# Why Quantum Mechanics is Easy!

The following question was put by a high school student on Physics Stack Exchange:

How to show that probability and statistics are very important in Quantum Mechanics?

 I’m doing a research for my stats class in high school and I chose quantum mechanics as my subject. I  narrowed down to electron localization in an atom and radial probability distribution. However, I can’t find any data to support my claims that probability and statistics are very important in quantum mechanics. Is there any data that I can analyse to prove my claims that is suitable for me? I introduced the double slit experiment, Schrodinger’s equations, wave function and superposition.

I’d like to perhaps a slightly different viewpoint to your question and maybe turn it around a little. Probability is hard. Very hard. Defining the foundations of probability and statistics so that they are altogether sound and rigorous is actually a work in progress. It definitely is not complete. On the other hand Quantum mechanics is easy. Very easy! I’m being “slightly” tongue in cheek here of course but what I’m basically getting at is that:

In quantum mechanics you can always ask Nature for the answer by doing an experiment and seeing what the outcome is.

So many philosophers and mathematicians who think very hard about the foundations of probability these days actually use real physical examples from quantum mechanics to give them insight into their thought. The reason why this is a useful thing to do should be clear: quantum mechanical systems experimentally seem to be “probabilistic” at a very basic level. So it’s natural that someone should think of them as models to inspire abstract mathematical ideas and definitions.

The physicist Richard Feynman and Albert Hibbs showed a great deal of foresight in the 1960s when they expressed the view in their book “Quantum Mechanics and Path Integrals” that that quantum mechanics represents a replacement of probability theory itself. I like to think that what they were getting at was something like what I am saying here: we should henceforth think of Quantum Mechanics as the real world foundation whence to derive abstract probability notions.

So quantum mechanics is more basic because it is a concrete, real world behaviour whereon we can ground abstract mathematical notions.

For some references showing some of the open problems in defining “probability” rigorously, including examples from quantum mechanics used by philosophers, see how you go with the references below from one of my favourite websites: The Stanford Encyclopedia of Philosophy.

2. Chance versus Randomness; and

Do not worry if you do not understand everything. The interesting point is that probability and statistics are not as “cut and dried” as it is often presented in high school and if anyone tells you it’s easy, you can just say to them “pants on fire!” so that it is a highly useful thing to do to use a real world “model” like quantum mechanics to help philosophically and with questions of foundation. As I used to say to my daughter when she was learning to read, sometimes if you can’t understand everything, let the words wash over you and see what sense your mind makes of them as it mulls. I do this all the time: I think I understand about 5% of what I read at first reading when reading journals in my field and it would not be a stretch to say that I need to read papers on average of the order of twenty times to get the gist! Just a head start: you will come across the ideas “Frequentist” and “Subjectiveist” notions of probability: the former is the idea of defining probabilities as frequencies in an experiment as the number of trials $\to\infty$; the latter, subjectiveist notion is as an “intuitve” measure of likelihood not gleaned from experiment and often assigned by things like “symmetry”: for example, we hold up the notion of a “fair die” when “by symmetry” all its outcomes are equal and we beget this notion abstractly and independently from any experiment or even before we know such a thing might be possible.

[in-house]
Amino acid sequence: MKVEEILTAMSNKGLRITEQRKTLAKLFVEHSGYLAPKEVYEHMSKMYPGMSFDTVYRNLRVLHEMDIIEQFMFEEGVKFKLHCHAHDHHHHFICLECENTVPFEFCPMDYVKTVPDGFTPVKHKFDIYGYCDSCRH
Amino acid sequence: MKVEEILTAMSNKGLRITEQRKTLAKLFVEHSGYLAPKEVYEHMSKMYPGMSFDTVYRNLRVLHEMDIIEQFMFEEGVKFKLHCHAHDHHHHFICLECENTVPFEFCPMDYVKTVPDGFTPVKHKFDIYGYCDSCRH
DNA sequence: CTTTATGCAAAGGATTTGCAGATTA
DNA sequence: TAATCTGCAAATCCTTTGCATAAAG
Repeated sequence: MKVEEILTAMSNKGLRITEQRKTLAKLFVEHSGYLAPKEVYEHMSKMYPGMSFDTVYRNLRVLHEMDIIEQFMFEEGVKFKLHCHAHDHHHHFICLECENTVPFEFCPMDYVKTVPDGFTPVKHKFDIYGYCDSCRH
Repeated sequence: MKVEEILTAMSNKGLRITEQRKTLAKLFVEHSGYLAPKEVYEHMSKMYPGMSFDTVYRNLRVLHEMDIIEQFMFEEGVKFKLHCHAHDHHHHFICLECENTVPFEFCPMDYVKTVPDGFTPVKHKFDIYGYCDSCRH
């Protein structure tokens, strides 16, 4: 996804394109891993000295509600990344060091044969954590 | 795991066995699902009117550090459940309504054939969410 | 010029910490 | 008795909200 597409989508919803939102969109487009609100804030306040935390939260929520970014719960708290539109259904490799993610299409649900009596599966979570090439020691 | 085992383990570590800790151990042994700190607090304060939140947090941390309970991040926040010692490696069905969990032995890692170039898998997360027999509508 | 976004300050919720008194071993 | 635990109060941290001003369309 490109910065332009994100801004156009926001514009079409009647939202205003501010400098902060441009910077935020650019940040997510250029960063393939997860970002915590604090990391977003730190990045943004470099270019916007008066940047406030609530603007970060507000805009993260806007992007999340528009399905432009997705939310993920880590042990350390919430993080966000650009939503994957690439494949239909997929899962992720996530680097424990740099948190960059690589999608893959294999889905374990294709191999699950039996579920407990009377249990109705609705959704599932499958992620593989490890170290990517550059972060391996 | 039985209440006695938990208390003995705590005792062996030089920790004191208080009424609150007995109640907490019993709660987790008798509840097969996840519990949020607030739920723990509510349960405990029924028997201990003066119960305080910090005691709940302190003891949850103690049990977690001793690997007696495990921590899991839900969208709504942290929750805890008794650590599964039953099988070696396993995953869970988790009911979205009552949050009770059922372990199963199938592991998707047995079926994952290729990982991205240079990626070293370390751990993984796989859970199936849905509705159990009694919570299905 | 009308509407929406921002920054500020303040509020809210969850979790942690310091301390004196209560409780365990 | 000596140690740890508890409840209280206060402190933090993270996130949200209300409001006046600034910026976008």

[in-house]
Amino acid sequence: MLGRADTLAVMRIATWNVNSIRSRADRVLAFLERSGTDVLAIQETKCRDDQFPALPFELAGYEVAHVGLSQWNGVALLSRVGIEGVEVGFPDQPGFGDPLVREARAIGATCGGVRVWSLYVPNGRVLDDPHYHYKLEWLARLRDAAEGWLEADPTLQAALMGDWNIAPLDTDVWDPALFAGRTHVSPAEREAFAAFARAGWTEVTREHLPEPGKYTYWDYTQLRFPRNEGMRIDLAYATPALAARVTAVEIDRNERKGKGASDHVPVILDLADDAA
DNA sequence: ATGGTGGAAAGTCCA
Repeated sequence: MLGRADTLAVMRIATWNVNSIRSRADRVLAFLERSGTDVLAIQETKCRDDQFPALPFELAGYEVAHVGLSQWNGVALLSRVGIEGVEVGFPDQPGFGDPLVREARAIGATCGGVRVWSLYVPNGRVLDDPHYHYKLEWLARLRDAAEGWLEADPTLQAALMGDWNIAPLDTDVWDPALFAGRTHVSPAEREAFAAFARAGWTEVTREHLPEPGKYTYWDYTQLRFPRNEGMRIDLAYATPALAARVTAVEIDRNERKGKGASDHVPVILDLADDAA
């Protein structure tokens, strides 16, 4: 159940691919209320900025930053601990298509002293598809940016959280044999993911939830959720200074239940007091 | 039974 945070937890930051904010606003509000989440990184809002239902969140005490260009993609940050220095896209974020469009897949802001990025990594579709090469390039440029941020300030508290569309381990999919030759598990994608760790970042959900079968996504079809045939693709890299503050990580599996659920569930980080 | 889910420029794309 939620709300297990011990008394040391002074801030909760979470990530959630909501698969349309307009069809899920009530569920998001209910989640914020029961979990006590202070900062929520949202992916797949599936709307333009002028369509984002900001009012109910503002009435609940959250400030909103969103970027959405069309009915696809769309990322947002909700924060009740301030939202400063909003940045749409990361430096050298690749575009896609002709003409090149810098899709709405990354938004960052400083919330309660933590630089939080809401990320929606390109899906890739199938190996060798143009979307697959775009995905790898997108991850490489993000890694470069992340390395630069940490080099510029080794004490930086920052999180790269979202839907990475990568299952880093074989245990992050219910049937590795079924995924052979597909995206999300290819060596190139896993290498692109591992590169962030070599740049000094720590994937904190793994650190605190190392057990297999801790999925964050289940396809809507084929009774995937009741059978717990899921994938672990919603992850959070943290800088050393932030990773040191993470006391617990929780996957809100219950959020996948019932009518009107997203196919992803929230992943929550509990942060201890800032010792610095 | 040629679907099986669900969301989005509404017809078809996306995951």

That’s not to say at all that statistics is shaky or bunk. Far from it. Many, if not most, modern philosophers of science agree that one of the main things that defines science is its falsifiability – a concept introduced by Karl Popper who came up with the epistemology “Falsificationalism”. True science must foretell propositions about the world which can, even if only in priciple, be shown true or false by an experiment. The statistical notion of hypothesis testing is nothing less than the quantification of Popper’s revolutionary idea, and as such it is statistics which is the Queen of Sciences (rather than simply mathematics, as Carl Friedrich Gauss said). When applied properly, we have found experimentally that, notwithstanding the foundational issues, there is no more powerful way known to humanity to find truth out with. Given the importance of statistics and its foundational relationship with the scientific method, the rigorous underpinnings of probability must be an exciting area to work in, and absolutely vital research to further. Lastly: There is also quite a beautiful readable exposition of the subjectivist (Baysean) / frequentist “dichotomy” of interpretations in probability and statistics to be found in the opening section of E. T. Jaynes, “Information Theory and Statistical Mechanics”, Phys. Rev. 106, number 4, pp 620-630, 1965. Jaynes also shows how in Physics it is impossible to choose one over the other – both are fundamental and indispensable.